@Robin When you say that it is "obvious" that visual environments and proofs have a tension, I guess (?) you mean that visual proofs are criticized as being not as rigorous as algebraic, because it seems to be more about intuition. This is an interesting philosophical issue and may end up being a problem for me, but I'm willing to bet that it will be sufficiently non-small
The kinds of proofs I am interested to give are (as you'd expect) fundamentally GA-related, so for example, proving that rxr* is a rotation when r is a rotor and r* is its reverse and x is a vector. Or, expanding a bit, classical mechanics, so proving that ellipses are solutions to the two-body problem. And yes, if I get to it, quantum computing! Subalgebra closure is probably what you were thinking of. It wouldn't be super surprising if the system ends up somewhere in between "strong enough to prove pythagorean theorem" and "strong enough to prove QM subalgebra closure"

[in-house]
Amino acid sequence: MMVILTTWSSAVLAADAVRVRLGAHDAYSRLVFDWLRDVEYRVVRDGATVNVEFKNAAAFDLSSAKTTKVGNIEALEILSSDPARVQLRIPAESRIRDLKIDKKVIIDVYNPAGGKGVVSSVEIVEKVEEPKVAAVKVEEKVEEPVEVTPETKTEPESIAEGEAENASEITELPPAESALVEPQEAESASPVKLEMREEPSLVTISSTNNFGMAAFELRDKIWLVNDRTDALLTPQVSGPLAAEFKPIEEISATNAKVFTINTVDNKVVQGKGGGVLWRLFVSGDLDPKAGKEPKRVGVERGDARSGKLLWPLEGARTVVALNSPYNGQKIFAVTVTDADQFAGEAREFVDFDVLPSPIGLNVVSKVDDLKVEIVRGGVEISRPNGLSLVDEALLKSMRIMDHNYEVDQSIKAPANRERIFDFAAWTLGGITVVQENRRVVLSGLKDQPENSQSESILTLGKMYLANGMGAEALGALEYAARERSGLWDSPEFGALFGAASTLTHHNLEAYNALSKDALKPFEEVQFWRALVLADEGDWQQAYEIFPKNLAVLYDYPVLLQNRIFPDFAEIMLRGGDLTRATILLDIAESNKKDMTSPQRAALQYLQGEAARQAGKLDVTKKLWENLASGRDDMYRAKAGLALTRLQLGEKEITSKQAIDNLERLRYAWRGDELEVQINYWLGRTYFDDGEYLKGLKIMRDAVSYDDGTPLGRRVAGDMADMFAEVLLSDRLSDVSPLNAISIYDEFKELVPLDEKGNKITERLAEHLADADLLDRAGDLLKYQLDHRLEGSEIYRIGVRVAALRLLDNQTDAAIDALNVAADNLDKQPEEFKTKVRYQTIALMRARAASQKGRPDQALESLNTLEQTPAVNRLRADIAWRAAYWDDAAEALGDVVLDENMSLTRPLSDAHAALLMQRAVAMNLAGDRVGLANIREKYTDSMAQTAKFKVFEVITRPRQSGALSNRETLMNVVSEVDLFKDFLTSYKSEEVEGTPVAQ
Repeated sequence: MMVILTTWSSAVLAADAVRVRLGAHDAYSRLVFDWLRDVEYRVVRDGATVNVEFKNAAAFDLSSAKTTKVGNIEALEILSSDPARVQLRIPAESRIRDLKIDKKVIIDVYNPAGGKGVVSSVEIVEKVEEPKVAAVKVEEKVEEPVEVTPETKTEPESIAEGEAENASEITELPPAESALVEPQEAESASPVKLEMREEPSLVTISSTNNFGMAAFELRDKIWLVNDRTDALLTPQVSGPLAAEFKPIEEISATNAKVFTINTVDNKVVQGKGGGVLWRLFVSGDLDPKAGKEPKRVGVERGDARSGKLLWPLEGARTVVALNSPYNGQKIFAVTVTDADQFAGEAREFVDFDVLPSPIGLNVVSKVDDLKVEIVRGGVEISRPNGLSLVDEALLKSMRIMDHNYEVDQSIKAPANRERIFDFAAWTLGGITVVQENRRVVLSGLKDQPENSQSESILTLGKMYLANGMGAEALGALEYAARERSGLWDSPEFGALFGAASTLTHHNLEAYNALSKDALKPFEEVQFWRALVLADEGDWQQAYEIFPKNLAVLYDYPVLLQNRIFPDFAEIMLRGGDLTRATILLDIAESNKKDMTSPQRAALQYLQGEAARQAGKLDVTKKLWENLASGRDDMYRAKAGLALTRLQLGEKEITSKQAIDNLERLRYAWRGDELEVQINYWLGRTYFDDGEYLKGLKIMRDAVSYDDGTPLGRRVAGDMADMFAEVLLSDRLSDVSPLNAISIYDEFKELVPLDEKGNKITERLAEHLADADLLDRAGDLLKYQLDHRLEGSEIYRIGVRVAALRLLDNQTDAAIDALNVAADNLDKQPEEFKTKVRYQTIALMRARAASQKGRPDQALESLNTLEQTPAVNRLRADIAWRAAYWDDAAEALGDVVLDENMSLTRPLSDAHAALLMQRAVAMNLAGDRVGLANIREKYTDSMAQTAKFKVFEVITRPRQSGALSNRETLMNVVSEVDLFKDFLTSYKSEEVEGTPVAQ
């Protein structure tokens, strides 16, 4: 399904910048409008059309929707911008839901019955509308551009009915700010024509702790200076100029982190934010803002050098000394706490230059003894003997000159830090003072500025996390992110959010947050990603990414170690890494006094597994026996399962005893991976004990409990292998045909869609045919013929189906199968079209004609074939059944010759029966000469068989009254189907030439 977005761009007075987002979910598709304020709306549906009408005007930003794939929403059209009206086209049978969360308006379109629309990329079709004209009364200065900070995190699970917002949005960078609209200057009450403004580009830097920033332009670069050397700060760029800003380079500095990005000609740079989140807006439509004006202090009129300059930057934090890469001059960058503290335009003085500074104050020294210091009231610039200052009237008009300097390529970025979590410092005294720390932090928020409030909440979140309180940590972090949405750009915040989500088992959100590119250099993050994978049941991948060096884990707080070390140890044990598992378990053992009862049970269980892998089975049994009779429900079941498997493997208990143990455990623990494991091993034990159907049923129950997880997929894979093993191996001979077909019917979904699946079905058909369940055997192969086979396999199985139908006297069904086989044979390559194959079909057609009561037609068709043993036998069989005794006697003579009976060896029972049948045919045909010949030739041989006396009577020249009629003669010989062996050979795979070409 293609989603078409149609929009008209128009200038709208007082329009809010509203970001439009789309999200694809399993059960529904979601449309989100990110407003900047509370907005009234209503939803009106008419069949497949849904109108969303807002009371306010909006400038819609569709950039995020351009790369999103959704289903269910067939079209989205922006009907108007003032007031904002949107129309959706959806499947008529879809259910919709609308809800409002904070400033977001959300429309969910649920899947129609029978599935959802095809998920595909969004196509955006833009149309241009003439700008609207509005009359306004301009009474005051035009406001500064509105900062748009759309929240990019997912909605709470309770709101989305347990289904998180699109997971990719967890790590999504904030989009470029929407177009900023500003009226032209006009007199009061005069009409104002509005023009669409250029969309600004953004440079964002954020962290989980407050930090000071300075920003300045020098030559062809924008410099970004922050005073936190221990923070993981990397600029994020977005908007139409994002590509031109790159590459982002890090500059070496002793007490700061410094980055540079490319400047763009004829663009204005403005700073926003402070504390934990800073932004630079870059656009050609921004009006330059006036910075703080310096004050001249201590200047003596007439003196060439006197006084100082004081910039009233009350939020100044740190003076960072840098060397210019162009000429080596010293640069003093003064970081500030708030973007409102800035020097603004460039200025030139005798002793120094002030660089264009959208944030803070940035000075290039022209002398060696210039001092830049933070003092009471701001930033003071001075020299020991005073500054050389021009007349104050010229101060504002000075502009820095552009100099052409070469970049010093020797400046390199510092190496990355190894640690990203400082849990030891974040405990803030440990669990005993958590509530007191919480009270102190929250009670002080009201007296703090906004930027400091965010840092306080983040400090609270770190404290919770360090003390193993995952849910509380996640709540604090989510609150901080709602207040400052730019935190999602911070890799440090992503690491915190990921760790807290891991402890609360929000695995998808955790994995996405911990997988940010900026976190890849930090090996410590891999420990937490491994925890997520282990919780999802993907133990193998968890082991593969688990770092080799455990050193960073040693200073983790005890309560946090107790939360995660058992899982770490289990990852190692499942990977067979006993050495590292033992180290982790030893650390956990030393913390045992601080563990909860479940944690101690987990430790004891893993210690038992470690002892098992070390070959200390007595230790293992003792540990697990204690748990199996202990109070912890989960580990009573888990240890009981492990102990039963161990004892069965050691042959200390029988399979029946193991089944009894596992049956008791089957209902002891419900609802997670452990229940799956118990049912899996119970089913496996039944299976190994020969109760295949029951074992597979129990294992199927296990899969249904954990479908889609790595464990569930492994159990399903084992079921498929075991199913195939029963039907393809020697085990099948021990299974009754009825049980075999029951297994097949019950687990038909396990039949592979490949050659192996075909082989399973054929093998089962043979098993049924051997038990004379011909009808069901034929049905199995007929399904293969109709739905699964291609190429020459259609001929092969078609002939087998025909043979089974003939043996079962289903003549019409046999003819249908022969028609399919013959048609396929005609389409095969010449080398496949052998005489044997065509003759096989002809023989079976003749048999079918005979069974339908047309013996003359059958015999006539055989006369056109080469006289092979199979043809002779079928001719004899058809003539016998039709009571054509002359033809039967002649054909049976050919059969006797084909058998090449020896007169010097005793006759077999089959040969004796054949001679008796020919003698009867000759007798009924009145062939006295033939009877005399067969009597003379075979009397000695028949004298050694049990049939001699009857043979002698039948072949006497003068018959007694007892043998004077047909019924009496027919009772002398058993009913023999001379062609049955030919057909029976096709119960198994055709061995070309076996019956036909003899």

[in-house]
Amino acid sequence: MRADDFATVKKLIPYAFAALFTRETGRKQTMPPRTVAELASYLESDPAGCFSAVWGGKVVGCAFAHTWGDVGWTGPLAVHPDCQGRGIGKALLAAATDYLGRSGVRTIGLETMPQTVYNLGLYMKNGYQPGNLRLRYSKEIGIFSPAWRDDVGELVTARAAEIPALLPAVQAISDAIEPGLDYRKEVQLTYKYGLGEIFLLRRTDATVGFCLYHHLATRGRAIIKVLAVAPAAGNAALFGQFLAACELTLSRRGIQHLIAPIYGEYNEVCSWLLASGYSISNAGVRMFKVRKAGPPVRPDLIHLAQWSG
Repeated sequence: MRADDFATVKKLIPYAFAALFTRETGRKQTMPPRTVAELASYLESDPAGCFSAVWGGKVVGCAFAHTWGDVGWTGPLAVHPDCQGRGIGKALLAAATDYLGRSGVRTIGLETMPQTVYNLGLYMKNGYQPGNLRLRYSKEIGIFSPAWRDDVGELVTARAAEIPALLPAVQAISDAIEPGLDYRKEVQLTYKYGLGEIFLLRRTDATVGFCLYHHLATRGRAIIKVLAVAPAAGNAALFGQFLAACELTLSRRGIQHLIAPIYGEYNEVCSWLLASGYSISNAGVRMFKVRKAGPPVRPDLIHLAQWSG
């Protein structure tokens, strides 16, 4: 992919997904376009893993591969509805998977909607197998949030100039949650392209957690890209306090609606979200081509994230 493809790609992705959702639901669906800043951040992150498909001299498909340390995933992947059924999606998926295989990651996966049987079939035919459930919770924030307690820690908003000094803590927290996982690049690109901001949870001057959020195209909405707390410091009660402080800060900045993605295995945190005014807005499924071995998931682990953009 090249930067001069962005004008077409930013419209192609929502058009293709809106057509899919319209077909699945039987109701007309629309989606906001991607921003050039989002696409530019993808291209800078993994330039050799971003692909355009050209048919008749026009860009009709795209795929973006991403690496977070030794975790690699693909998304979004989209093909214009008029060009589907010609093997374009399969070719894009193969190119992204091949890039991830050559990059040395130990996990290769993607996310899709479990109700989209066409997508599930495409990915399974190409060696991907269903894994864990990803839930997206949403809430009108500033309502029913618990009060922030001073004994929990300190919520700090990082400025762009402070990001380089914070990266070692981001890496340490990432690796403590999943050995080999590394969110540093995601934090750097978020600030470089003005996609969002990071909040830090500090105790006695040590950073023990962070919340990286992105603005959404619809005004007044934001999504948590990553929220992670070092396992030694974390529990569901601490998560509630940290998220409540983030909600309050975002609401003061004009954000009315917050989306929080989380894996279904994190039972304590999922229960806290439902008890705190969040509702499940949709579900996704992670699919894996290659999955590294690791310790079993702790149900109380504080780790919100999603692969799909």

"How would you prove the pythagorean theorem?" Thanks a lot for asking me that question, it's a great example to start with and I'd not thought about it :D and now I've thought about it and I know how to prove it. It's a combination of defining a "right angled triangle" by the constraints that are on it (which are visual) and then applying the rules of geometric algebra, which are all visual, to that constraint. I can say more but it might just sound weird/spoil the fun when you eventually see it 😛